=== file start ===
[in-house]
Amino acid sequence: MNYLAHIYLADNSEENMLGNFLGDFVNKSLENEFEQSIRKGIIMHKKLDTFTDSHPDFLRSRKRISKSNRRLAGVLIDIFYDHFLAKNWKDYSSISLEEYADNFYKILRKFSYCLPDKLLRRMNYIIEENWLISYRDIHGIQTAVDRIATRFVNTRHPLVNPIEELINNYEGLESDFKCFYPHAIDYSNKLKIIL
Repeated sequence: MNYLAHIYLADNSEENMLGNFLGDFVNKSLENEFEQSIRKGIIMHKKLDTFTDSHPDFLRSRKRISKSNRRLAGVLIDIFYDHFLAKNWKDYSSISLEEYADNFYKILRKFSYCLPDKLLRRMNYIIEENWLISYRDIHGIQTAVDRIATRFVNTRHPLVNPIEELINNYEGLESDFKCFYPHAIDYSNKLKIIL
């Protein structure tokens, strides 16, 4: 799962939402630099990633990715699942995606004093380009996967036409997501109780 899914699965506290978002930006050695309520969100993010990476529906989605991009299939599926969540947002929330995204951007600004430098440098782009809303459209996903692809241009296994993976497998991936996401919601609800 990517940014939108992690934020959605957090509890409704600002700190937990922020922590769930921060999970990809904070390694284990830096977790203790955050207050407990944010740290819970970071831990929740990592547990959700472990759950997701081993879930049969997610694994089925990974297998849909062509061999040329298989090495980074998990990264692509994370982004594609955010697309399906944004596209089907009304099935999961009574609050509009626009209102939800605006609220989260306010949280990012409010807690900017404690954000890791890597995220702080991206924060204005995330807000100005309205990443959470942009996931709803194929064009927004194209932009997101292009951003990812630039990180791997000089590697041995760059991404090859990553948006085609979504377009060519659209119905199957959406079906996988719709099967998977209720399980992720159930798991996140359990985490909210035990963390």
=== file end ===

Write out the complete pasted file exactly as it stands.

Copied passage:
[in-house]
Amino acid sequence: MNYLAHIYLADNSEENMLGNFLGDFVNKSLENEFEQSIRKGIIMHKKLDTFTDSHPDFLRSRKRISKSNRRLAGVLIDIFYDHFLAKNWKDYSSISLEEYADNFYKILRKFSYCLPDKLLRRMNYIIEENWLISYRDIHGIQTAVDRIATRFVNTRHPLVNPIEELINNYEGLESDFKCFYPHAIDYSNKLKIIL
Repeated sequence: MNYLAHIYLADNSEENMLGNFLGDFVNKSLENEFEQSIRKGIIMHKKLDTFTDSHPDFLRSRKRISKSNRRLAGVLIDIFYDHFLAKNWKDYSSISLEEYADNFYKILRKFSYCLPDKLLRRMNYIIEENWLISYRDIHGIQTAVDRIATRFVNTRHPLVNPIEELINNYEGLESDFKCFYPHAIDYSNKLKIIL
């Protein structure tokens, strides 16, 4: 799962939402630099990633990715699942995606004093380009996967036409997501109780 899914699965506290978002930006050695309520969100993010990476529906989605991009299939599926969540947002929330995204951007600004430098440098782009809303459209996903692809241009296994993976497998991936996401919601609800 990517940014939108992690934020959605957090509890409704600002700190937990922020922590769930921060999970990809904070390694284990830096977790203790955050207050407990944010740290819970970071831990929740990592547990959700472990759950997701081993879930049969997610694994089925990974297998849909062509061999040329298989090495980074998990990264692509994370982004594609955010697309399906944004596209089907009304099935999961009574609050509009626009209102939800605006609220989260306010949280990012409010807690900017404690954000890791890597995220702080991206924060204005995330807000100005309205990443959470942009996931709803194929064009927004194209932009997101292009951003990812630039990180791997000089590697041995760059991404090859990553948006085609979504377009060519659209119905199957959406079906996988719709099967998977209720399980992720159930798991996140359990985490909210035990963390």